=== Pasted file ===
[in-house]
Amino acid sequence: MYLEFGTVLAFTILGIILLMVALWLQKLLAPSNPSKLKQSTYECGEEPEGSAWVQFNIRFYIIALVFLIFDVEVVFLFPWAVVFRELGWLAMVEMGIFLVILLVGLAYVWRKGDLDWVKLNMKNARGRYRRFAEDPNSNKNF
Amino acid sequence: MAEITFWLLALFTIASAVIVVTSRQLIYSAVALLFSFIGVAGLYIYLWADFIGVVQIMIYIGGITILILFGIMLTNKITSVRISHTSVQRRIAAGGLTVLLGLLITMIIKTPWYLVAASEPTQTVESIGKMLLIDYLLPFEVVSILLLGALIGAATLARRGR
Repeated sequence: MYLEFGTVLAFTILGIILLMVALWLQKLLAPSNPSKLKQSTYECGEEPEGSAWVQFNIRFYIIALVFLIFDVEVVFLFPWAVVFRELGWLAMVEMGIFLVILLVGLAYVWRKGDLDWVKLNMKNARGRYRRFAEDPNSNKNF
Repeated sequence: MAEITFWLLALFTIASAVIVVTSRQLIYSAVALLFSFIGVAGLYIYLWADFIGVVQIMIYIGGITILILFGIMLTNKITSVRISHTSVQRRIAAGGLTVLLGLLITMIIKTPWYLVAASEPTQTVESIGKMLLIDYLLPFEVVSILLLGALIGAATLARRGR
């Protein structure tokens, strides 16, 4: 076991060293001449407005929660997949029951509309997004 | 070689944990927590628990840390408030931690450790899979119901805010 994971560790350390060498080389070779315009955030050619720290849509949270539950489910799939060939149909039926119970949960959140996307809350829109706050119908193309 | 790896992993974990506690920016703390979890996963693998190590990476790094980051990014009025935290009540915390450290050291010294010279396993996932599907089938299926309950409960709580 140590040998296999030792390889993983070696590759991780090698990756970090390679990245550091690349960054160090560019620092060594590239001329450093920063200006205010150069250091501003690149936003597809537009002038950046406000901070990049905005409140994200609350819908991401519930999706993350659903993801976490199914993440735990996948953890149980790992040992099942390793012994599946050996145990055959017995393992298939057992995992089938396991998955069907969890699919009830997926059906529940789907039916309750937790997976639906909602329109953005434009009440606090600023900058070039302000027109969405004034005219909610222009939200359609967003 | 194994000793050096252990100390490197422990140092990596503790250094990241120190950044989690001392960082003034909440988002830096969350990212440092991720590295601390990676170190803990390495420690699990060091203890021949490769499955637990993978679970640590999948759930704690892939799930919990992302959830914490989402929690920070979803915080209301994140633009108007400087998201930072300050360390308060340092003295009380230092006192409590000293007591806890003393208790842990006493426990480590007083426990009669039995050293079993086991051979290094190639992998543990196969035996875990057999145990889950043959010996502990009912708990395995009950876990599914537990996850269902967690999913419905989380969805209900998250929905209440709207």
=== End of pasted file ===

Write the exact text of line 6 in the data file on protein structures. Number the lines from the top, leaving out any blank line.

């Protein structure tokens, strides 16, 4: 076991060293001449407005929660997949029951509309997004 | 070689944990927590628990840390408030931690450790899979119901805010 994971560790350390060498080389070779315009955030050619720290849509949270539950489910799939060939149909039926119970949960959140996307809350829109706050119908193309 | 790896992993974990506690920016703390979890996963693998190590990476790094980051990014009025935290009540915390450290050291010294010279396993996932599907089938299926309950409960709580 140590040998296999030792390889993983070696590759991780090698990756970090390679990245550091690349960054160090560019620092060594590239001329450093920063200006205010150069250091501003690149936003597809537009002038950046406000901070990049905005409140994200609350819908991401519930999706993350659903993801976490199914993440735990996948953890149980790992040992099942390793012994599946050996145990055959017995393992298939057992995992089938396991998955069907969890699919009830997926059906529940789907039916309750937790997976639906909602329109953005434009009440606090600023900058070039302000027109969405004034005219909610222009939200359609967003 | 194994000793050096252990100390490197422990140092990596503790250094990241120190950044989690001392960082003034909440988002830096969350990212440092991720590295601390990676170190803990390495420690699990060091203890021949490769499955637990993978679970640590999948759930704690892939799930919990992302959830914490989402929690920070979803915080209301994140633009108007400087998201930072300050360390308060340092003295009380230092006192409590000293007591806890003393208790842990006493426990480590007083426990009669039995050293079993086991051979290094190639992998543990196969035996875990057999145990889950043959010996502990009912708990395995009950876990599914537990996850269902967690999913419905989380969805209900998250929905209440709207």